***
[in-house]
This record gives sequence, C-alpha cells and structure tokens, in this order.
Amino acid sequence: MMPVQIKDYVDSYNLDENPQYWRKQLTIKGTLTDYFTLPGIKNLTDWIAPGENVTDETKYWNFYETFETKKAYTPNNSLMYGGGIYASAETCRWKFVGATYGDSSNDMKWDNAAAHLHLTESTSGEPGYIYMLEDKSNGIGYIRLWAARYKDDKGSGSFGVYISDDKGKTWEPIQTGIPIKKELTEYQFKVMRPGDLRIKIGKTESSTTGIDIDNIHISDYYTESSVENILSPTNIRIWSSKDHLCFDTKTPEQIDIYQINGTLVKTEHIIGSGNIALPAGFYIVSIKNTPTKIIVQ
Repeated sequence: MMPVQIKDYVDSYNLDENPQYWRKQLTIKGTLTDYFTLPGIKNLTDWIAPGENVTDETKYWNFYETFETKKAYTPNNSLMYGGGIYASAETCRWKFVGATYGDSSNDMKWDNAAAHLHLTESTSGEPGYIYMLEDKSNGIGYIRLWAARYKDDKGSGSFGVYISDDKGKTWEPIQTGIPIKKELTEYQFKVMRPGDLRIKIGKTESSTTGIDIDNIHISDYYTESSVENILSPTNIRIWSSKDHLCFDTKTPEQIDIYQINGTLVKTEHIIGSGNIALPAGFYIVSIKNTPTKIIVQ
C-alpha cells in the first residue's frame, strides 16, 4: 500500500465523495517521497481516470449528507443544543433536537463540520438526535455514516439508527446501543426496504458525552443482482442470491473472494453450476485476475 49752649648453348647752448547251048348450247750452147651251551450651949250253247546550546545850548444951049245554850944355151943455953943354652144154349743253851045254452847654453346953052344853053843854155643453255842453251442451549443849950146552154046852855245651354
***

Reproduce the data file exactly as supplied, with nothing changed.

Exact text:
[in-house]
This record gives sequence, C-alpha cells and structure tokens, in this order.
Amino acid sequence: MMPVQIKDYVDSYNLDENPQYWRKQLTIKGTLTDYFTLPGIKNLTDWIAPGENVTDETKYWNFYETFETKKAYTPNNSLMYGGGIYASAETCRWKFVGATYGDSSNDMKWDNAAAHLHLTESTSGEPGYIYMLEDKSNGIGYIRLWAARYKDDKGSGSFGVYISDDKGKTWEPIQTGIPIKKELTEYQFKVMRPGDLRIKIGKTESSTTGIDIDNIHISDYYTESSVENILSPTNIRIWSSKDHLCFDTKTPEQIDIYQINGTLVKTEHIIGSGNIALPAGFYIVSIKNTPTKIIVQ
Repeated sequence: MMPVQIKDYVDSYNLDENPQYWRKQLTIKGTLTDYFTLPGIKNLTDWIAPGENVTDETKYWNFYETFETKKAYTPNNSLMYGGGIYASAETCRWKFVGATYGDSSNDMKWDNAAAHLHLTESTSGEPGYIYMLEDKSNGIGYIRLWAARYKDDKGSGSFGVYISDDKGKTWEPIQTGIPIKKELTEYQFKVMRPGDLRIKIGKTESSTTGIDIDNIHISDYYTESSVENILSPTNIRIWSSKDHLCFDTKTPEQIDIYQINGTLVKTEHIIGSGNIALPAGFYIVSIKNTPTKIIVQ
C-alpha cells in the first residue's frame, strides 16, 4: 500500500465523495517521497481516470449528507443544543433536537463540520438526535455514516439508527446501543426496504458525552443482482442470491473472494453450476485476475 49752649648453348647752448547251048348450247750452147651251551450651949250253247546550546545850548444951049245554850944355151943455953943354652144154349743253851045254452847654453346953052344853053843854155643453255842453251442451549443849950146552154046852855245651354